As a budding sports journalist I am supposed to shed all my personal biases. It’s one of the key sayings in the business – No cheering in the press box. You stand for the anthem, you might clap if an injured played is able to rise to their feet, but that’s it.
The reason behind this anti-fandom is obvious: we don’t want to betray any sort of favourite because the relationship between journalists and their audience relies heavily on the media remaining impartial. Readers need to know that our articles or reports aren’t filtered by any agendas.
That said – I’m glad I’m not covering the Orlando Magic during the National Basketball Association playoffs because I sure am conflicted about them.
Like most Torontonians, I have a deep-seeded loathing of Vince Carter. It runs deeper and longer than my career as a sports journalist, so it's difficult to shrug off.
The animosity toward Carter stems from the 2004 season – his last with the Raptors – when there was a noticeable drop in his production on the court. He was traded to the New Jersey Nets that December for what amounted to spare parts, damaging the team for the next few years.
In early January 2005, TNT's John Thompson asked Carter if he always played hard.
“In years past, no,” he replied. “I was fortunate to have the talent. You get spoiled when you're able to do a lot of things. You see that you don't have to work at it.”
As you can imagine, this flew as well as a lead balloon in Raptor-land.
Now Carter is with the Orlando Magic, one of the three best teams in the NBA’s Eastern Conference, and playing against the over-matched Atlanta Hawks.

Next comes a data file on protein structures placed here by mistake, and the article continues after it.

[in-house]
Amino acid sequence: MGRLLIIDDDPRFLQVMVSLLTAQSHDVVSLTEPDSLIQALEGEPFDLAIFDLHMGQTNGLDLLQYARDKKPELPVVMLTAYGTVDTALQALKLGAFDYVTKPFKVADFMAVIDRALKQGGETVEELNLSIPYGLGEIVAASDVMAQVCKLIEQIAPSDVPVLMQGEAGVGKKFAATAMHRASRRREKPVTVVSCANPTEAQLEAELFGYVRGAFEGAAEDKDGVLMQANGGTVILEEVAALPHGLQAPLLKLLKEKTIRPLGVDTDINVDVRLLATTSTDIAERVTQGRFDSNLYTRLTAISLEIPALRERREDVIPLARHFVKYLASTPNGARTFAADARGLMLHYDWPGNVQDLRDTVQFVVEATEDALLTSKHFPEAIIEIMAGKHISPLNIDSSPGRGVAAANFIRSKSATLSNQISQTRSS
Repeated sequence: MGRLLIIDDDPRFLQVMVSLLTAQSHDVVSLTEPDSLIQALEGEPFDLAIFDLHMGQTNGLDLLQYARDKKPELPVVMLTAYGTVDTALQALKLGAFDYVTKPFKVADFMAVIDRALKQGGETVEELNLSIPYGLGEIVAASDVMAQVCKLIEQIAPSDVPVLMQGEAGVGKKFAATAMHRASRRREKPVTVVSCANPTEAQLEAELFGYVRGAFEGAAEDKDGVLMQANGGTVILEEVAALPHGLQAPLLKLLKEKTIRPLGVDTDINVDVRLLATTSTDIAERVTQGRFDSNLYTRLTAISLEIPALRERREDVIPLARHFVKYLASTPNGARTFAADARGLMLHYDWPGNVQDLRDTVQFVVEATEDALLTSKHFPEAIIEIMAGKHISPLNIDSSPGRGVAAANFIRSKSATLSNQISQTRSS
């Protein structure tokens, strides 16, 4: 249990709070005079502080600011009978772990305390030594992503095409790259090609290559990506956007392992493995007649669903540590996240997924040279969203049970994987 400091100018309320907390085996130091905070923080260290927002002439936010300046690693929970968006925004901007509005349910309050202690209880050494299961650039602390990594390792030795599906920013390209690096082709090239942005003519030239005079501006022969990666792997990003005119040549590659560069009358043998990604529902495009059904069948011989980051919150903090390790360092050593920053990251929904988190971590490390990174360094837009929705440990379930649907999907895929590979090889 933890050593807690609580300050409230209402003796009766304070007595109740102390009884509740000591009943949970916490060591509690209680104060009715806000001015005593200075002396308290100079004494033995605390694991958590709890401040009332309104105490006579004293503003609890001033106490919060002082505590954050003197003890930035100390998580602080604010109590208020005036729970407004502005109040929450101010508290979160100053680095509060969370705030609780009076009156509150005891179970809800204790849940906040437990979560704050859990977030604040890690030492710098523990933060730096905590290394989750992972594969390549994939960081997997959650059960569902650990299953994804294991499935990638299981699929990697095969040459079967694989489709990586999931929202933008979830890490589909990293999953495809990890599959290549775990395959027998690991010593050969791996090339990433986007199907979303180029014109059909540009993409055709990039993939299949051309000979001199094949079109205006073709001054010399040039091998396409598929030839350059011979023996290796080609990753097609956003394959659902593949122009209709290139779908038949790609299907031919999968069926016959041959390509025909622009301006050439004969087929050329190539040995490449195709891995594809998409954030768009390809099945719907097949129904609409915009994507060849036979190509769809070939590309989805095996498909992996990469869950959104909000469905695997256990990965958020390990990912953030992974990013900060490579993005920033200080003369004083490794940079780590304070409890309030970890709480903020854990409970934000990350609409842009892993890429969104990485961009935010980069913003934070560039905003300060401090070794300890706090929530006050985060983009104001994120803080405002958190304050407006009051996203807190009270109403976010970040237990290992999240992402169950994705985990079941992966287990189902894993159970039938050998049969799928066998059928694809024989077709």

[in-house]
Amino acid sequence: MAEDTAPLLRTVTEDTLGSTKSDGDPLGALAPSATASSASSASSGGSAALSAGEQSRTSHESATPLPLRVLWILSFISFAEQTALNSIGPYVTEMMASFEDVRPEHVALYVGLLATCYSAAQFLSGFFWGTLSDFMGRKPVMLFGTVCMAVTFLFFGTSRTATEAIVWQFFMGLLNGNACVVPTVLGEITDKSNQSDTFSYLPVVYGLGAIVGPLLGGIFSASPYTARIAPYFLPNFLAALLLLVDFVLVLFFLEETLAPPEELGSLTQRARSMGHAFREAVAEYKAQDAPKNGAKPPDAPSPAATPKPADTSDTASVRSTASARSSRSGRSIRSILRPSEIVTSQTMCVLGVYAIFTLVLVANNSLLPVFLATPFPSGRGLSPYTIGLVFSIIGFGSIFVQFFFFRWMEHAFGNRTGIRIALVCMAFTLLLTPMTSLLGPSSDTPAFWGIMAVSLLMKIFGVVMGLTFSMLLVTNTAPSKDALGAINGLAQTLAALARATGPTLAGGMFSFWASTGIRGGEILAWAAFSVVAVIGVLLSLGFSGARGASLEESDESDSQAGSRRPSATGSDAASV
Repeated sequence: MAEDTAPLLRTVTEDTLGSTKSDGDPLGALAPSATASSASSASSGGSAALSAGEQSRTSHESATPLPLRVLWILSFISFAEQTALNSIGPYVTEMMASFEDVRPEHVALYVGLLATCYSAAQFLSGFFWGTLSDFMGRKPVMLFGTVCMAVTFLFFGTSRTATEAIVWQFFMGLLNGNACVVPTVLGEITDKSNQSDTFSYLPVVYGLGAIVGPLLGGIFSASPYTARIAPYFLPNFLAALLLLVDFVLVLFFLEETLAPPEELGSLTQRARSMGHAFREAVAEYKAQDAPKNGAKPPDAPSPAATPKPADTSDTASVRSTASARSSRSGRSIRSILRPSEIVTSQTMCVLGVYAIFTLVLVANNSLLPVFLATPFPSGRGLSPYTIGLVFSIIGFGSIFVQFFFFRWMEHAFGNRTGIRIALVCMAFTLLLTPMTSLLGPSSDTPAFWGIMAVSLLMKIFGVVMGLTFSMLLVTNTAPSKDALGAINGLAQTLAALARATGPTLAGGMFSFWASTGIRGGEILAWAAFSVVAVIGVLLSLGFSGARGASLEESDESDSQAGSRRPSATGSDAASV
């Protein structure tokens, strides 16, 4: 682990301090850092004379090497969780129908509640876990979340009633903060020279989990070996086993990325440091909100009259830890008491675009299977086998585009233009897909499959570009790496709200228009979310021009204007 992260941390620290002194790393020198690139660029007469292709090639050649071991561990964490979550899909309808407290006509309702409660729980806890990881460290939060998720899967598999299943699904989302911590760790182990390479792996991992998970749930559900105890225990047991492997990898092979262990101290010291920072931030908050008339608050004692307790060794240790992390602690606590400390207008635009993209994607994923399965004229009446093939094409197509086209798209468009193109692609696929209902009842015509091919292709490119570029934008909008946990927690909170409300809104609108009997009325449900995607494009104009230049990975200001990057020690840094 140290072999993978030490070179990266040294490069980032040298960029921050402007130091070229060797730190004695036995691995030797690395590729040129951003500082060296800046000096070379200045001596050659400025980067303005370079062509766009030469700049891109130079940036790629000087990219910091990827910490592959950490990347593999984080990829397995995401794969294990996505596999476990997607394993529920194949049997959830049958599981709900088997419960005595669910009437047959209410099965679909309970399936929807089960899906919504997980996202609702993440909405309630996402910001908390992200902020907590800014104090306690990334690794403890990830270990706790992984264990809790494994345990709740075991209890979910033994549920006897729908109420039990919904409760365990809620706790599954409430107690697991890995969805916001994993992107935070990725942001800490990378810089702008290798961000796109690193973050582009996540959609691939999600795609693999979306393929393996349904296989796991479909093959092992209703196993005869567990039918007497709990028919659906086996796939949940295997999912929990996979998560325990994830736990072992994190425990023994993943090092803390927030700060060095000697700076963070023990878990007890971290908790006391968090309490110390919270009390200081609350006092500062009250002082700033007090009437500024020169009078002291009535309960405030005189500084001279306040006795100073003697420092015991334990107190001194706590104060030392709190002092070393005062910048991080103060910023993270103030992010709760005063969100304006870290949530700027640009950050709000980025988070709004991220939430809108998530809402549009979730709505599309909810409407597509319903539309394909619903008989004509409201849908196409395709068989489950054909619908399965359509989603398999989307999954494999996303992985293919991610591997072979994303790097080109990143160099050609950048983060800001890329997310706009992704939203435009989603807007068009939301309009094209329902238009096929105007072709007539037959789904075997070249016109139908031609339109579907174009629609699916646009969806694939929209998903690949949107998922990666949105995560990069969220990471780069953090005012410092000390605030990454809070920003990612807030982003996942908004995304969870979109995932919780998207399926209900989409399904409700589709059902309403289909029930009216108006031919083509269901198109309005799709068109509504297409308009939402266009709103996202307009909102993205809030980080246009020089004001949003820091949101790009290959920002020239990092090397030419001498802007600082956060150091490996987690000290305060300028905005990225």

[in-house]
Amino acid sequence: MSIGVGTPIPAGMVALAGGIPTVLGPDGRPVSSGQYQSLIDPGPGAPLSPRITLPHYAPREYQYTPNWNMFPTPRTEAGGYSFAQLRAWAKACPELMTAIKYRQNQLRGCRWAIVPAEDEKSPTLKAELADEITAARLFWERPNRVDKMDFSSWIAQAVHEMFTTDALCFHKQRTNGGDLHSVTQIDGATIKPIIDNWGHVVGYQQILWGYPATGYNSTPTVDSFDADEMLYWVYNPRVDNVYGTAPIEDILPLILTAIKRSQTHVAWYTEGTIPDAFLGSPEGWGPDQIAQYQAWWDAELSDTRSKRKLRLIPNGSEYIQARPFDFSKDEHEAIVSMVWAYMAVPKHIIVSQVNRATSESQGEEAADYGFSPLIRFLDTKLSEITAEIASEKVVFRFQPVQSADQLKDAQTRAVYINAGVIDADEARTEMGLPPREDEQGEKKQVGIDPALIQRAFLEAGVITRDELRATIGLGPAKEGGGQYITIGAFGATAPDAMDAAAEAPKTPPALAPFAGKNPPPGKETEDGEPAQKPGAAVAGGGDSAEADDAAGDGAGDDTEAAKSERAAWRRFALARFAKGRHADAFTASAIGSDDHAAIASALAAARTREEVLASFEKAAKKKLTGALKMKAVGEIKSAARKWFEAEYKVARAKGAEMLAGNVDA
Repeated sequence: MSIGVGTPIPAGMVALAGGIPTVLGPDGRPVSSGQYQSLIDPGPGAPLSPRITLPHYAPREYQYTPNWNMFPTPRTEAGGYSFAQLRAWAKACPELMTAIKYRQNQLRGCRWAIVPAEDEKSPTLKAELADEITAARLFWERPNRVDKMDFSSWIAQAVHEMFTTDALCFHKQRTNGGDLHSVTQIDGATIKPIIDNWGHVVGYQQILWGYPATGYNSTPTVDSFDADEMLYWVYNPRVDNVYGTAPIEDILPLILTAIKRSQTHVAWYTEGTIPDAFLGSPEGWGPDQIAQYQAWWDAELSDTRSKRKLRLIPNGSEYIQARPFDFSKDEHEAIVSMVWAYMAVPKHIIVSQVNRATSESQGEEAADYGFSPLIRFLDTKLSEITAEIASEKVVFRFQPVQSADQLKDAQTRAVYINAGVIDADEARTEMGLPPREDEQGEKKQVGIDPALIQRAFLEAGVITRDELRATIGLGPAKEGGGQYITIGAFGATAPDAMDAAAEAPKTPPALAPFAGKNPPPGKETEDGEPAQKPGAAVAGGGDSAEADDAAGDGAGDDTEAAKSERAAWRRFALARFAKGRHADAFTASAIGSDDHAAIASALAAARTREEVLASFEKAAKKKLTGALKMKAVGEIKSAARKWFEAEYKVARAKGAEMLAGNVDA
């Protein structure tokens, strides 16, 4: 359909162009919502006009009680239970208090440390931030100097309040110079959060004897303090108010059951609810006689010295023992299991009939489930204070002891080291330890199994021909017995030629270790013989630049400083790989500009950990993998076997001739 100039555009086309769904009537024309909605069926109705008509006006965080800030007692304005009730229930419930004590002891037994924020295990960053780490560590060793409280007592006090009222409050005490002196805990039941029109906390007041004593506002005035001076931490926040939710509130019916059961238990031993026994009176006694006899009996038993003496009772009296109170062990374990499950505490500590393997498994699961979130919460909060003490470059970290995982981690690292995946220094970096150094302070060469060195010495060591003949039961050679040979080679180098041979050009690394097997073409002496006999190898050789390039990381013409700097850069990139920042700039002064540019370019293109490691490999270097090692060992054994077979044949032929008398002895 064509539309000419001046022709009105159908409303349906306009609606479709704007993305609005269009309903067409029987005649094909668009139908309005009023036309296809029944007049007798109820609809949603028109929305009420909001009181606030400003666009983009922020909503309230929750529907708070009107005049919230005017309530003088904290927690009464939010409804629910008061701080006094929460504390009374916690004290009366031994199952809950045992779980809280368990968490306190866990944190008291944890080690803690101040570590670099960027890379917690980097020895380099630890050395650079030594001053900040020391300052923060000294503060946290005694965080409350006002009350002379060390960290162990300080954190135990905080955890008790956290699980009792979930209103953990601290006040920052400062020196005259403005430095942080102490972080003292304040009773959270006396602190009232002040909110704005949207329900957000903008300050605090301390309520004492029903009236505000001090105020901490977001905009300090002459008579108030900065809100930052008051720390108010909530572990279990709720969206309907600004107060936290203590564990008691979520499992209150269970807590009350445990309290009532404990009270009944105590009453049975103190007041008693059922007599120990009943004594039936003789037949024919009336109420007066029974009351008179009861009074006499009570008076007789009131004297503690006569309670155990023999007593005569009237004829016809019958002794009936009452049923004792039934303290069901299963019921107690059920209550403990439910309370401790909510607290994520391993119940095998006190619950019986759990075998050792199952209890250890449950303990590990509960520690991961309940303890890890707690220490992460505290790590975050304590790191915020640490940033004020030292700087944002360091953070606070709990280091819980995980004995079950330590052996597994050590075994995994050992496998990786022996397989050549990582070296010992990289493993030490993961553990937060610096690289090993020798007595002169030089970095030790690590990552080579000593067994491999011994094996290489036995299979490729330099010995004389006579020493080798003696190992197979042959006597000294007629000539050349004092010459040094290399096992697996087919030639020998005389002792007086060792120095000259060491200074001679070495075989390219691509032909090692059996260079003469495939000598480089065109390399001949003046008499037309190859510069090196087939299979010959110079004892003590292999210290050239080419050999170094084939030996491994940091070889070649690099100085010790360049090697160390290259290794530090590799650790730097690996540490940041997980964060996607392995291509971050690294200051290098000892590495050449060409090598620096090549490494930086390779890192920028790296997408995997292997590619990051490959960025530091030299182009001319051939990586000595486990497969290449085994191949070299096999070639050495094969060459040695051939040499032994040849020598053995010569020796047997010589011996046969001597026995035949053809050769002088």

Orlando is seemingly destined to move on to the next round of the post-season after beating the Hawks 112-98 on Thursday night to take a 2-0 series lead.
Worse yet, there is a lot to like about the Magic. They’ve got a cast of young players that have an up-tempo style of play. Their success has lead to a nice rivalry with LeBron James’ Cleveland Cavaliers, a possible opponent in the Conference Final. Most basketball fans would agree that if the Cavs and Magic meet in the playoffs, as they did last season, it'd be one of the most exciting pairings of the post-season.
In particular, centre Dwight Howard is one of the most charming players in the league. The reigning Defensive Player of the Year has thrilled at Slam Dunk competitions and always remains playful with interviewers and fans.
He’s the kind of player that you want to see succeed. But his progress will drag Carter along, putting many Torontonians, myself included, in a difficult position. We want Howard and the Magic to thrive, but is it too late for Orlando to trade away Carter?
Thank God I don’t have to report on this series. It’d be too hard to stay objective.